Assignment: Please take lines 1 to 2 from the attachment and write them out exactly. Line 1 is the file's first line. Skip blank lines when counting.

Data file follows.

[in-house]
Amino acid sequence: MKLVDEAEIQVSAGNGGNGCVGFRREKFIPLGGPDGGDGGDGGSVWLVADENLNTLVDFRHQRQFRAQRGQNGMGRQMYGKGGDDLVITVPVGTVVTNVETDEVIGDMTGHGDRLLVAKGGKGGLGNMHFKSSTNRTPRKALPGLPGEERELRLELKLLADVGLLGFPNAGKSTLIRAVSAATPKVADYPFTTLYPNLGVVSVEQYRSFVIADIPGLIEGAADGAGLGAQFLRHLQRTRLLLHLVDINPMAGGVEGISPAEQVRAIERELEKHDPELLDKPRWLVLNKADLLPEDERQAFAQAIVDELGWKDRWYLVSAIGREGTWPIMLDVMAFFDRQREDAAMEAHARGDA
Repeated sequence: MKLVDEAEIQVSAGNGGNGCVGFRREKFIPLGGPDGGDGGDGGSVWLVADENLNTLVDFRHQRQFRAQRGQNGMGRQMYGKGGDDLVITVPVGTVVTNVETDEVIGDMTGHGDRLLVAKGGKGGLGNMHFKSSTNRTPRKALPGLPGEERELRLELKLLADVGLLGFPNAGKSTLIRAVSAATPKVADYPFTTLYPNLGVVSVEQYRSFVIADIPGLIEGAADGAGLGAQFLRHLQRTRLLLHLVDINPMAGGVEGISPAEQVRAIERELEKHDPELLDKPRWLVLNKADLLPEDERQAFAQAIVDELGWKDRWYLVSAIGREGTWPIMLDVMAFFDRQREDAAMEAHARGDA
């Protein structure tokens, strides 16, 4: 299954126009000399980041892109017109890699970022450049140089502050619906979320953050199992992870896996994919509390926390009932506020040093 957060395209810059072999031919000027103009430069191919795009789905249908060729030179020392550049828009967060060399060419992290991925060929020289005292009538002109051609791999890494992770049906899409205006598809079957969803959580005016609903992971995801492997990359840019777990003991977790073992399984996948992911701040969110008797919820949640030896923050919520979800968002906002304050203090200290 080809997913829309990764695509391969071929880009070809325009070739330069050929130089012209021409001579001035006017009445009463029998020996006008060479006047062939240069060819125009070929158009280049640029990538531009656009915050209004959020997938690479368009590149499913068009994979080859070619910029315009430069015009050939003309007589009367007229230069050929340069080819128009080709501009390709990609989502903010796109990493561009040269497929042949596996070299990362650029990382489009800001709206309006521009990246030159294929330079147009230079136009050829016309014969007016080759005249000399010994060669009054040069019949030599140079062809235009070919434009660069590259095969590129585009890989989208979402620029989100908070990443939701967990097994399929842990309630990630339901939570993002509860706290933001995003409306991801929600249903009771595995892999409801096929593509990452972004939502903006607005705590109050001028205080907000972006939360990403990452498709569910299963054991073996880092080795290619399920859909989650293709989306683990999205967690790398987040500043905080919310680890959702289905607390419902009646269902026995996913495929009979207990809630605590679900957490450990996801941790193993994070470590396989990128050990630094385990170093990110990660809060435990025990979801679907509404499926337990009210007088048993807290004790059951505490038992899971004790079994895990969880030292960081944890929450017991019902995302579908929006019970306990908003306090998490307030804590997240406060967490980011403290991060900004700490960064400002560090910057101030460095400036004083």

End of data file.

[in-house]
Amino acid sequence: MKLVDEAEIQVSAGNGGNGCVGFRREKFIPLGGPDGGDGGDGGSVWLVADENLNTLVDFRHQRQFRAQRGQNGMGRQMYGKGGDDLVITVPVGTVVTNVETDEVIGDMTGHGDRLLVAKGGKGGLGNMHFKSSTNRTPRKALPGLPGEERELRLELKLLADVGLLGFPNAGKSTLIRAVSAATPKVADYPFTTLYPNLGVVSVEQYRSFVIADIPGLIEGAADGAGLGAQFLRHLQRTRLLLHLVDINPMAGGVEGISPAEQVRAIERELEKHDPELLDKPRWLVLNKADLLPEDERQAFAQAIVDELGWKDRWYLVSAIGREGTWPIMLDVMAFFDRQREDAAMEAHARGDA